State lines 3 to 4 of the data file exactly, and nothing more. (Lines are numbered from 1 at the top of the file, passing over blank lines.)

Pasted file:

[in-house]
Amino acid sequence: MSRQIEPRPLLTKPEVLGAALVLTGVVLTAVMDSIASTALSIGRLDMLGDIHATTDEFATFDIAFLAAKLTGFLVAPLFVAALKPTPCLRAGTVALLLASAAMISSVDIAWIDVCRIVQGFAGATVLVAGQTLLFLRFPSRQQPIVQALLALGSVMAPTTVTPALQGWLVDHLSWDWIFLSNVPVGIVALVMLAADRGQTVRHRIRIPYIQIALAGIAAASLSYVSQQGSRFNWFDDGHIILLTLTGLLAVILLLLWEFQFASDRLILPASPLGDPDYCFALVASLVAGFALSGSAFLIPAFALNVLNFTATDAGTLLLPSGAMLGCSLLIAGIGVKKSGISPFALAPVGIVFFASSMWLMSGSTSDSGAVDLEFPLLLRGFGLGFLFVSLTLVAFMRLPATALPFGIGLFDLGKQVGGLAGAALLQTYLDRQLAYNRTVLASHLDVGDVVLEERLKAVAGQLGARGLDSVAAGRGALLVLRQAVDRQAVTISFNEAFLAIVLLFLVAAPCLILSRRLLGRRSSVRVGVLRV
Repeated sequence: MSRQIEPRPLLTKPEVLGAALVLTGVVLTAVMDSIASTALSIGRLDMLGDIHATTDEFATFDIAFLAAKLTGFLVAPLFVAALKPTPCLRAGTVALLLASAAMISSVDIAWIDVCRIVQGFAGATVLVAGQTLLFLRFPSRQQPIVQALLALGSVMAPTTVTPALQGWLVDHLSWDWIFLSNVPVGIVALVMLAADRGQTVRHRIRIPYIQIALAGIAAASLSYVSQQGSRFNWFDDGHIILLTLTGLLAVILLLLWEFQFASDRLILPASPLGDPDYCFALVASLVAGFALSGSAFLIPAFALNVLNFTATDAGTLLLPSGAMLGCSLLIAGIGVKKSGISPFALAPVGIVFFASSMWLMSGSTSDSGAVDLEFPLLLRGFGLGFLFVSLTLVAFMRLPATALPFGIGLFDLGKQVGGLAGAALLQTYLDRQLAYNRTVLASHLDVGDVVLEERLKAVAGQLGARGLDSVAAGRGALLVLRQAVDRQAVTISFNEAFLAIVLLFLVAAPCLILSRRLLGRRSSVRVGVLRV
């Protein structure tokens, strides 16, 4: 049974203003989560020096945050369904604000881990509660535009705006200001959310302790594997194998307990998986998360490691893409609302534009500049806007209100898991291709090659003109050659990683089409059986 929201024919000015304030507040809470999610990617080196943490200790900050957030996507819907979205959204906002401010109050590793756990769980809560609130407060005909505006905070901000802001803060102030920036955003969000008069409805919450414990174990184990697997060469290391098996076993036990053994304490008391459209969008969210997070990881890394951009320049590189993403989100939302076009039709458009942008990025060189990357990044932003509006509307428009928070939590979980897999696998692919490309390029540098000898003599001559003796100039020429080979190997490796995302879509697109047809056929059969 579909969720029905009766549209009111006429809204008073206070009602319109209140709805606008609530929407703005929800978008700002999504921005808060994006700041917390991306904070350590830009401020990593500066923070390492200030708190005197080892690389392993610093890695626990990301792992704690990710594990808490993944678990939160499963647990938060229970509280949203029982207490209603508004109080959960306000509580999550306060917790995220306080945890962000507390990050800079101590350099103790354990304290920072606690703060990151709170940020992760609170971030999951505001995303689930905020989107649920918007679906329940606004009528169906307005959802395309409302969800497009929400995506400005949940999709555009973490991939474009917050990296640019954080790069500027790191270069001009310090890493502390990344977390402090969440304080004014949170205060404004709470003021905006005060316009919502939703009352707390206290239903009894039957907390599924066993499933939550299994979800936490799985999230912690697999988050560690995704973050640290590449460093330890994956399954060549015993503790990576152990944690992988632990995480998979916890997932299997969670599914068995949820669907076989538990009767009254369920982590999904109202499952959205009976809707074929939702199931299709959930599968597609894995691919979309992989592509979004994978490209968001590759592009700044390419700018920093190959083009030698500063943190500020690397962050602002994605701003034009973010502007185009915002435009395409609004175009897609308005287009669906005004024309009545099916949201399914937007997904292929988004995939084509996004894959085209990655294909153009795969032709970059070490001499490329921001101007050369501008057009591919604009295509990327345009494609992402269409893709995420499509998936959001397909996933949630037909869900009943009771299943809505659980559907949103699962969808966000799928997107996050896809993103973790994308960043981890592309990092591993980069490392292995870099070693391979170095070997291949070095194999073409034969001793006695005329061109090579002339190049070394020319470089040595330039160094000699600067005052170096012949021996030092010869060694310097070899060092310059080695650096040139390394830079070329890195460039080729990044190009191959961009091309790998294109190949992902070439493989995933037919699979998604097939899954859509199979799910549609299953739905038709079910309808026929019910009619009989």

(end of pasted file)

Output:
Repeated sequence: MSRQIEPRPLLTKPEVLGAALVLTGVVLTAVMDSIASTALSIGRLDMLGDIHATTDEFATFDIAFLAAKLTGFLVAPLFVAALKPTPCLRAGTVALLLASAAMISSVDIAWIDVCRIVQGFAGATVLVAGQTLLFLRFPSRQQPIVQALLALGSVMAPTTVTPALQGWLVDHLSWDWIFLSNVPVGIVALVMLAADRGQTVRHRIRIPYIQIALAGIAAASLSYVSQQGSRFNWFDDGHIILLTLTGLLAVILLLLWEFQFASDRLILPASPLGDPDYCFALVASLVAGFALSGSAFLIPAFALNVLNFTATDAGTLLLPSGAMLGCSLLIAGIGVKKSGISPFALAPVGIVFFASSMWLMSGSTSDSGAVDLEFPLLLRGFGLGFLFVSLTLVAFMRLPATALPFGIGLFDLGKQVGGLAGAALLQTYLDRQLAYNRTVLASHLDVGDVVLEERLKAVAGQLGARGLDSVAAGRGALLVLRQAVDRQAVTISFNEAFLAIVLLFLVAAPCLILSRRLLGRRSSVRVGVLRV
């Protein structure tokens, strides 16, 4: 049974203003989560020096945050369904604000881990509660535009705006200001959310302790594997194998307990998986998360490691893409609302534009500049806007209100898991291709090659003109050659990683089409059986 929201024919000015304030507040809470999610990617080196943490200790900050957030996507819907979205959204906002401010109050590793756990769980809560609130407060005909505006905070901000802001803060102030920036955003969000008069409805919450414990174990184990697997060469290391098996076993036990053994304490008391459209969008969210997070990881890394951009320049590189993403989100939302076009039709458009942008990025060189990357990044932003509006509307428009928070939590979980897999696998692919490309390029540098000898003599001559003796100039020429080979190997490796995302879509697109047809056929059969 579909969720029905009766549209009111006429809204008073206070009602319109209140709805606008609530929407703005929800978008700002999504921005808060994006700041917390991306904070350590830009401020990593500066923070390492200030708190005197080892690389392993610093890695626990990301792992704690990710594990808490993944678990939160499963647990938060229970509280949203029982207490209603508004109080959960306000509580999550306060917790995220306080945890962000507390990050800079101590350099103790354990304290920072606690703060990151709170940020992760609170971030999951505001995303689930905020989107649920918007679906329940606004009528169906307005959802395309409302969800497009929400995506400005949940999709555009973490991939474009917050990296640019954080790069500027790191270069001009310090890493502390990344977390402090969440304080004014949170205060404004709470003021905006005060316009919502939703009352707390206290239903009894039957907390599924066993499933939550299994979800936490799985999230912690697999988050560690995704973050640290590449460093330890994956399954060549015993503790990576152990944690992988632990995480998979916890997932299997969670599914068995949820669907076989538990009767009254369920982590999904109202499952959205009976809707074929939702199931299709959930599968597609894995691919979309992989592509979004994978490209968001590759592009700044390419700018920093190959083009030698500063943190500020690397962050602002994605701003034009973010502007185009915002435009395409609004175009897609308005287009669906005004024309009545099916949201399914937007997904292929988004995939084509996004894959085209990655294909153009795969032709970059070490001499490329921001101007050369501008057009591919604009295509990327345009494609992402269409893709995420499509998936959001397909996933949630037909869900009943009771299943809505659980559907949103699962969808966000799928997107996050896809993103973790994308960043981890592309990092591993980069490392292995870099070693391979170095070997291949070095194999073409034969001793006695005329061109090579002339190049070394020319470089040595330039160094000699600067005052170096012949021996030092010869060694310097070899060092310059080695650096040139390394830079070329890195460039080729990044190009191959961009091309790998294109190949992902070439493989995933037919699979998604097939899954859509199979799910549609299953739905038709079910309808026929019910009619009989």